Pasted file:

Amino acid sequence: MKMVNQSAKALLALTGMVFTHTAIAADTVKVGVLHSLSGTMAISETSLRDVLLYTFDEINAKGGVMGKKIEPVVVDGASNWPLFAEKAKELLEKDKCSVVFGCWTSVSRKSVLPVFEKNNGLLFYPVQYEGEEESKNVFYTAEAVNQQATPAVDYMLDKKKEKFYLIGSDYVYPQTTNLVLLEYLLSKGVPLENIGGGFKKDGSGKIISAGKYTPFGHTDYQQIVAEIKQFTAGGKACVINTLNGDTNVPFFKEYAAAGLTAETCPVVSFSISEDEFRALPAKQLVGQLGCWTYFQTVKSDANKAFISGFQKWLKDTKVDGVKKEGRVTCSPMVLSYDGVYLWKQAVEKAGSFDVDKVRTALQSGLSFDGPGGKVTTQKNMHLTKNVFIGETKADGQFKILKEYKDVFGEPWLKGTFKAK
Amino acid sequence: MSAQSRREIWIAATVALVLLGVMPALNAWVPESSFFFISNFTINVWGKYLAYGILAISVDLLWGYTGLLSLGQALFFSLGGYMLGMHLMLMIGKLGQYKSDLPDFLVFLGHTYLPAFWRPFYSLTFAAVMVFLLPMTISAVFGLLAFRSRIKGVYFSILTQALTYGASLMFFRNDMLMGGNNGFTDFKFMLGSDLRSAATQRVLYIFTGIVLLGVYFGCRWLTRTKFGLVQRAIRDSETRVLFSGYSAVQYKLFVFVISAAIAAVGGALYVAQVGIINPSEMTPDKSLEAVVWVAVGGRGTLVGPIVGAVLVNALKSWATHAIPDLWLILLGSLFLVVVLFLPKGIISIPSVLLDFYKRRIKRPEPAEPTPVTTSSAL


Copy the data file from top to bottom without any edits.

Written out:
Amino acid sequence: MKMVNQSAKALLALTGMVFTHTAIAADTVKVGVLHSLSGTMAISETSLRDVLLYTFDEINAKGGVMGKKIEPVVVDGASNWPLFAEKAKELLEKDKCSVVFGCWTSVSRKSVLPVFEKNNGLLFYPVQYEGEEESKNVFYTAEAVNQQATPAVDYMLDKKKEKFYLIGSDYVYPQTTNLVLLEYLLSKGVPLENIGGGFKKDGSGKIISAGKYTPFGHTDYQQIVAEIKQFTAGGKACVINTLNGDTNVPFFKEYAAAGLTAETCPVVSFSISEDEFRALPAKQLVGQLGCWTYFQTVKSDANKAFISGFQKWLKDTKVDGVKKEGRVTCSPMVLSYDGVYLWKQAVEKAGSFDVDKVRTALQSGLSFDGPGGKVTTQKNMHLTKNVFIGETKADGQFKILKEYKDVFGEPWLKGTFKAK
Amino acid sequence: MSAQSRREIWIAATVALVLLGVMPALNAWVPESSFFFISNFTINVWGKYLAYGILAISVDLLWGYTGLLSLGQALFFSLGGYMLGMHLMLMIGKLGQYKSDLPDFLVFLGHTYLPAFWRPFYSLTFAAVMVFLLPMTISAVFGLLAFRSRIKGVYFSILTQALTYGASLMFFRNDMLMGGNNGFTDFKFMLGSDLRSAATQRVLYIFTGIVLLGVYFGCRWLTRTKFGLVQRAIRDSETRVLFSGYSAVQYKLFVFVISAAIAAVGGALYVAQVGIINPSEMTPDKSLEAVVWVAVGGRGTLVGPIVGAVLVNALKSWATHAIPDLWLILLGSLFLVVVLFLPKGIISIPSVLLDFYKRRIKRPEPAEPTPVTTSSAL